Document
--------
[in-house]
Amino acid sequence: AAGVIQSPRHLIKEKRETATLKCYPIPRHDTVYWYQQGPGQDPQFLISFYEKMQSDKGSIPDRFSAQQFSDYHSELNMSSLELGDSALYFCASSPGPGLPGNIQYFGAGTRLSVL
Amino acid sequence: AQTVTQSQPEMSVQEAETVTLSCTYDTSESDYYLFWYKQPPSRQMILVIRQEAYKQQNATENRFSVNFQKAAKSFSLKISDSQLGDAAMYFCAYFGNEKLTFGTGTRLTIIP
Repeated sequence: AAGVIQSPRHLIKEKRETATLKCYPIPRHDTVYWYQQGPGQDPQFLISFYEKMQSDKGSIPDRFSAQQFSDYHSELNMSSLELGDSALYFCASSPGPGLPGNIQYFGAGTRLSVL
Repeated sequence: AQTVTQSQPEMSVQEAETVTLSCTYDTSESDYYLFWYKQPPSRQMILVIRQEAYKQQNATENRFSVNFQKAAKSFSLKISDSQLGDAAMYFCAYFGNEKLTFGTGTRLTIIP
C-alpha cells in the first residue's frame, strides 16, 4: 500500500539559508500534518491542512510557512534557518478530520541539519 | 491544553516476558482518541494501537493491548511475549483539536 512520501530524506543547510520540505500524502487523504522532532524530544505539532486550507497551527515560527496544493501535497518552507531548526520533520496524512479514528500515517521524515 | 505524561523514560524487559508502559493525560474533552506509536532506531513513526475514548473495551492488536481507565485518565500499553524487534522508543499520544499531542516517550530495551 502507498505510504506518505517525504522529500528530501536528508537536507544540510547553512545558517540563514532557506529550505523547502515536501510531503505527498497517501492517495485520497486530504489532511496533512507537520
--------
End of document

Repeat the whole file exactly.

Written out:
[in-house]
Amino acid sequence: AAGVIQSPRHLIKEKRETATLKCYPIPRHDTVYWYQQGPGQDPQFLISFYEKMQSDKGSIPDRFSAQQFSDYHSELNMSSLELGDSALYFCASSPGPGLPGNIQYFGAGTRLSVL
Amino acid sequence: AQTVTQSQPEMSVQEAETVTLSCTYDTSESDYYLFWYKQPPSRQMILVIRQEAYKQQNATENRFSVNFQKAAKSFSLKISDSQLGDAAMYFCAYFGNEKLTFGTGTRLTIIP
Repeated sequence: AAGVIQSPRHLIKEKRETATLKCYPIPRHDTVYWYQQGPGQDPQFLISFYEKMQSDKGSIPDRFSAQQFSDYHSELNMSSLELGDSALYFCASSPGPGLPGNIQYFGAGTRLSVL
Repeated sequence: AQTVTQSQPEMSVQEAETVTLSCTYDTSESDYYLFWYKQPPSRQMILVIRQEAYKQQNATENRFSVNFQKAAKSFSLKISDSQLGDAAMYFCAYFGNEKLTFGTGTRLTIIP
C-alpha cells in the first residue's frame, strides 16, 4: 500500500539559508500534518491542512510557512534557518478530520541539519 | 491544553516476558482518541494501537493491548511475549483539536 512520501530524506543547510520540505500524502487523504522532532524530544505539532486550507497551527515560527496544493501535497518552507531548526520533520496524512479514528500515517521524515 | 505524561523514560524487559508502559493525560474533552506509536532506531513513526475514548473495551492488536481507565485518565500499553524487534522508543499520544499531542516517550530495551 502507498505510504506518505517525504522529500528530501536528508537536507544540510547553512545558517540563514532557506529550505523547502515536501510531503505527498497517501492517495485520497486530504489532511496533512507537520